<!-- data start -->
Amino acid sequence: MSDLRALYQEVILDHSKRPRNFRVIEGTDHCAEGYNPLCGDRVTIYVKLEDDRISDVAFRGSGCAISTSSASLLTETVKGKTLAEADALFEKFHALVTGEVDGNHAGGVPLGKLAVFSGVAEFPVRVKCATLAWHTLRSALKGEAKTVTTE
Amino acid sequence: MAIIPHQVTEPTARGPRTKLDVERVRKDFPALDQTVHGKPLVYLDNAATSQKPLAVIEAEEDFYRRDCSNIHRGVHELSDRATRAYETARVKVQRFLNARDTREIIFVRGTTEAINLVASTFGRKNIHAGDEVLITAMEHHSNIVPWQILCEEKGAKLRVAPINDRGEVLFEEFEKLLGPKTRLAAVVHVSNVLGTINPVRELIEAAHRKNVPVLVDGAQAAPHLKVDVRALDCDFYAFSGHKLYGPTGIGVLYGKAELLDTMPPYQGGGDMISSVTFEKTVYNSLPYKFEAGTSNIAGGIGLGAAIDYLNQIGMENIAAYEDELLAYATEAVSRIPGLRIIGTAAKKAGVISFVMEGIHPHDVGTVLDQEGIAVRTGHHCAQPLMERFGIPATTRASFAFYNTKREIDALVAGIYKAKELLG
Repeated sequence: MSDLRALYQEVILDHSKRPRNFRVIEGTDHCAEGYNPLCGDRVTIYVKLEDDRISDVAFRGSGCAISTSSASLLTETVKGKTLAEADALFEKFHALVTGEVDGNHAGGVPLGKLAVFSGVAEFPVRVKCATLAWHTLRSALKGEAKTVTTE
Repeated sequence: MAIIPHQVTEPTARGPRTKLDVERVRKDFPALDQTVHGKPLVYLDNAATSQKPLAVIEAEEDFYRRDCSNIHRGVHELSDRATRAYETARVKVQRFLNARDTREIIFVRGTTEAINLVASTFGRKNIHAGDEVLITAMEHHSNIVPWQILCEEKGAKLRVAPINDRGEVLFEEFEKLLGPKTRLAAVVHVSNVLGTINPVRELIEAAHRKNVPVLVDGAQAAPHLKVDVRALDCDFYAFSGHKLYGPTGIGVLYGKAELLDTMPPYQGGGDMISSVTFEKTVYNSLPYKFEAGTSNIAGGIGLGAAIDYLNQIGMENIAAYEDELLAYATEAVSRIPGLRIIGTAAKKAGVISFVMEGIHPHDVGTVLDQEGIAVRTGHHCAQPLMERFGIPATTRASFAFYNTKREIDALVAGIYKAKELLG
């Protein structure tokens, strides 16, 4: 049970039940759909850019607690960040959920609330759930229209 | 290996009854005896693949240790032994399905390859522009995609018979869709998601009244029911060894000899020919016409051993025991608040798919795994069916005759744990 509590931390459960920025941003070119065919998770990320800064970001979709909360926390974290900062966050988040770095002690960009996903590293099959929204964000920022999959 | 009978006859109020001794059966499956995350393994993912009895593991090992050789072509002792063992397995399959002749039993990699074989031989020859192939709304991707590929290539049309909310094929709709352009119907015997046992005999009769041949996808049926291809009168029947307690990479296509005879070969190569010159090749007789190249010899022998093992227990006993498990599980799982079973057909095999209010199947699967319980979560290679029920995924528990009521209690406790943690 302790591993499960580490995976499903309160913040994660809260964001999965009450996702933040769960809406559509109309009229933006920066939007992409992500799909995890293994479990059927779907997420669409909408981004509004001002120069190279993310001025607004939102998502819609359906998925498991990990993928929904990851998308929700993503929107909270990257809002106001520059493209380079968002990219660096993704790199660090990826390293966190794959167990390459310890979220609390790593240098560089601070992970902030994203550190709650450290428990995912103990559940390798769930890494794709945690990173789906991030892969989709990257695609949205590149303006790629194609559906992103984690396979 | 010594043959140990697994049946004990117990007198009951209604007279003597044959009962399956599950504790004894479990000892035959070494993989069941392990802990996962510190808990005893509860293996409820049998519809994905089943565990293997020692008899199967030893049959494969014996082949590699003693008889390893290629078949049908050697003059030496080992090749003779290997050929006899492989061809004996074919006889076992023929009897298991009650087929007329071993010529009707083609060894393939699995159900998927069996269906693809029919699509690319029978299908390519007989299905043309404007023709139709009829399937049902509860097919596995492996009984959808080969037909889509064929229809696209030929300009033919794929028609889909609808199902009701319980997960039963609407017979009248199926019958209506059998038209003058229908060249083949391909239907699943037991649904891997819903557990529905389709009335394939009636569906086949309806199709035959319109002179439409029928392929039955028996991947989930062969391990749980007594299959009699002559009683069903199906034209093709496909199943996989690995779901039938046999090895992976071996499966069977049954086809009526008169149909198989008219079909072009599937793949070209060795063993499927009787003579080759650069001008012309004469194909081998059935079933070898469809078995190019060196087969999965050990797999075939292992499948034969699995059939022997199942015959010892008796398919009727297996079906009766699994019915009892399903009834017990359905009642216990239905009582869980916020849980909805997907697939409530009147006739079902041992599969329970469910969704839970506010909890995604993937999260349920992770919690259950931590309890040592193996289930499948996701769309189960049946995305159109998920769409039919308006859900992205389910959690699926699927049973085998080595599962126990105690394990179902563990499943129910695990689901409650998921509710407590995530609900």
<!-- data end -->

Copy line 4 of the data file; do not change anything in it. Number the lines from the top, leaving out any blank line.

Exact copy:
Repeated sequence: MAIIPHQVTEPTARGPRTKLDVERVRKDFPALDQTVHGKPLVYLDNAATSQKPLAVIEAEEDFYRRDCSNIHRGVHELSDRATRAYETARVKVQRFLNARDTREIIFVRGTTEAINLVASTFGRKNIHAGDEVLITAMEHHSNIVPWQILCEEKGAKLRVAPINDRGEVLFEEFEKLLGPKTRLAAVVHVSNVLGTINPVRELIEAAHRKNVPVLVDGAQAAPHLKVDVRALDCDFYAFSGHKLYGPTGIGVLYGKAELLDTMPPYQGGGDMISSVTFEKTVYNSLPYKFEAGTSNIAGGIGLGAAIDYLNQIGMENIAAYEDELLAYATEAVSRIPGLRIIGTAAKKAGVISFVMEGIHPHDVGTVLDQEGIAVRTGHHCAQPLMERFGIPATTRASFAFYNTKREIDALVAGIYKAKELLG